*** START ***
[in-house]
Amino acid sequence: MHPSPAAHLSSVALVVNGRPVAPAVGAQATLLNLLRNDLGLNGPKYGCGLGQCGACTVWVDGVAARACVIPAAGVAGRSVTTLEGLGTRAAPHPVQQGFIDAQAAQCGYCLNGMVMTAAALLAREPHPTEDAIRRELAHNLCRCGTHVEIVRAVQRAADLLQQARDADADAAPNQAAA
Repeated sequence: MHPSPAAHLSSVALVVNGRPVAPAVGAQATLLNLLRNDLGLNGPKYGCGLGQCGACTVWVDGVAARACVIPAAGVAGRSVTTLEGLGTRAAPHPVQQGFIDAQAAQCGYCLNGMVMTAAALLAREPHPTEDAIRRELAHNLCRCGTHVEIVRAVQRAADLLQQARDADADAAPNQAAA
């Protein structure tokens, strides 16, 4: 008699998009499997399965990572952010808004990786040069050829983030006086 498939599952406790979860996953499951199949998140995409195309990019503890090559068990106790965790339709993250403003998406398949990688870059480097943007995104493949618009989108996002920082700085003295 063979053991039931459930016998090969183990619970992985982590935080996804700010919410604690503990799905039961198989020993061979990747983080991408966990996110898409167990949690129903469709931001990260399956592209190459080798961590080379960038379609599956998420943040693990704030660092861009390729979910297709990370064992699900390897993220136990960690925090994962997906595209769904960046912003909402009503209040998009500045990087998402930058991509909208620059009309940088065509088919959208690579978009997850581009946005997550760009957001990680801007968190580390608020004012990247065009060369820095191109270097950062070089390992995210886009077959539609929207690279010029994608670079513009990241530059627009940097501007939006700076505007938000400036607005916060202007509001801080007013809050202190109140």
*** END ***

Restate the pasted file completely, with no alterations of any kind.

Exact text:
[in-house]
Amino acid sequence: MHPSPAAHLSSVALVVNGRPVAPAVGAQATLLNLLRNDLGLNGPKYGCGLGQCGACTVWVDGVAARACVIPAAGVAGRSVTTLEGLGTRAAPHPVQQGFIDAQAAQCGYCLNGMVMTAAALLAREPHPTEDAIRRELAHNLCRCGTHVEIVRAVQRAADLLQQARDADADAAPNQAAA
Repeated sequence: MHPSPAAHLSSVALVVNGRPVAPAVGAQATLLNLLRNDLGLNGPKYGCGLGQCGACTVWVDGVAARACVIPAAGVAGRSVTTLEGLGTRAAPHPVQQGFIDAQAAQCGYCLNGMVMTAAALLAREPHPTEDAIRRELAHNLCRCGTHVEIVRAVQRAADLLQQARDADADAAPNQAAA
């Protein structure tokens, strides 16, 4: 008699998009499997399965990572952010808004990786040069050829983030006086 498939599952406790979860996953499951199949998140995409195309990019503890090559068990106790965790339709993250403003998406398949990688870059480097943007995104493949618009989108996002920082700085003295 063979053991039931459930016998090969183990619970992985982590935080996804700010919410604690503990799905039961198989020993061979990747983080991408966990996110898409167990949690129903469709931001990260399956592209190459080798961590080379960038379609599956998420943040693990704030660092861009390729979910297709990370064992699900390897993220136990960690925090994962997906595209769904960046912003909402009503209040998009500045990087998402930058991509909208620059009309940088065509088919959208690579978009997850581009946005997550760009957001990680801007968190580390608020004012990247065009060369820095191109270097950062070089390992995210886009077959539609929207690279010029994608670079513009990241530059627009940097501007939006700076505007938000400036607005916060202007509001801080007013809050202190109140």